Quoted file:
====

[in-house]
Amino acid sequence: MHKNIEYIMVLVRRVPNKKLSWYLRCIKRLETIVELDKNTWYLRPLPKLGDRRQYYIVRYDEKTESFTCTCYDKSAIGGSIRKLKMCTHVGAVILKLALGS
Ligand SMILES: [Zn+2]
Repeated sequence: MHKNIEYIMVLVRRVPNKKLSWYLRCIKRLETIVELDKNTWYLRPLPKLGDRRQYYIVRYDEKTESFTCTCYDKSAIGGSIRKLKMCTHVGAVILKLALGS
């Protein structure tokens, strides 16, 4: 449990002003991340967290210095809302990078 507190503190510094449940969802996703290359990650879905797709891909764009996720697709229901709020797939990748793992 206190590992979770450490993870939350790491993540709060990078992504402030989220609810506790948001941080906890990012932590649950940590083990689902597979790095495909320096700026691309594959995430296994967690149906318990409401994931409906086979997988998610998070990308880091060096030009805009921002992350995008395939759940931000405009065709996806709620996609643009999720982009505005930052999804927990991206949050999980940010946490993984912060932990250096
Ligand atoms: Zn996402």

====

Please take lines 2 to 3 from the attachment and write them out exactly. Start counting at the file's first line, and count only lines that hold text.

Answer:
Amino acid sequence: MHKNIEYIMVLVRRVPNKKLSWYLRCIKRLETIVELDKNTWYLRPLPKLGDRRQYYIVRYDEKTESFTCTCYDKSAIGGSIRKLKMCTHVGAVILKLALGS
Ligand SMILES: [Zn+2]